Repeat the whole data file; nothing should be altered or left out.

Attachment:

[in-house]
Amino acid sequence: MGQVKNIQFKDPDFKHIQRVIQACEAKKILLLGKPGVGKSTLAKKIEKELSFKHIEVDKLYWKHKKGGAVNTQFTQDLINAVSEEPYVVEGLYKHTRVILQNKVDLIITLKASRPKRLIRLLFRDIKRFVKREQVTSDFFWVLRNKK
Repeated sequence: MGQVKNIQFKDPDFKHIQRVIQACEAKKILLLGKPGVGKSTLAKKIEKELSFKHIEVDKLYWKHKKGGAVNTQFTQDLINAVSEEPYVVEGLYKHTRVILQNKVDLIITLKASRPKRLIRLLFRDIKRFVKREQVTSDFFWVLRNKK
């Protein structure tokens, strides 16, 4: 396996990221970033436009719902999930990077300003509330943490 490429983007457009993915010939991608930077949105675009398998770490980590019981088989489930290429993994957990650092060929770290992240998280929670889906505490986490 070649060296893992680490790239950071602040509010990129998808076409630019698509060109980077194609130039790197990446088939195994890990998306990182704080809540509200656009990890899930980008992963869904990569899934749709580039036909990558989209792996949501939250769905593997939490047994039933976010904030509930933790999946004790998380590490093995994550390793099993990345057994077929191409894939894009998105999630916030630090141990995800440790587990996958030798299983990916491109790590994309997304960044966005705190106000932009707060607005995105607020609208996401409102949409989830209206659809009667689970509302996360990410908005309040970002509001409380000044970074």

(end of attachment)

[in-house]
Amino acid sequence: MGQVKNIQFKDPDFKHIQRVIQACEAKKILLLGKPGVGKSTLAKKIEKELSFKHIEVDKLYWKHKKGGAVNTQFTQDLINAVSEEPYVVEGLYKHTRVILQNKVDLIITLKASRPKRLIRLLFRDIKRFVKREQVTSDFFWVLRNKK
Repeated sequence: MGQVKNIQFKDPDFKHIQRVIQACEAKKILLLGKPGVGKSTLAKKIEKELSFKHIEVDKLYWKHKKGGAVNTQFTQDLINAVSEEPYVVEGLYKHTRVILQNKVDLIITLKASRPKRLIRLLFRDIKRFVKREQVTSDFFWVLRNKK
């Protein structure tokens, strides 16, 4: 396996990221970033436009719902999930990077300003509330943490 490429983007457009993915010939991608930077949105675009398998770490980590019981088989489930290429993994957990650092060929770290992240998280929670889906505490986490 070649060296893992680490790239950071602040509010990129998808076409630019698509060109980077194609130039790197990446088939195994890990998306990182704080809540509200656009990890899930980008992963869904990569899934749709580039036909990558989209792996949501939250769905593997939490047994039933976010904030509930933790999946004790998380590490093995994550390793099993990345057994077929191409894939894009998105999630916030630090141990995800440790587990996958030798299983990916491109790590994309997304960044966005705190106000932009707060607005995105607020609208996401409102949409989830209206659809009667689970509302996360990410908005309040970002509001409380000044970074």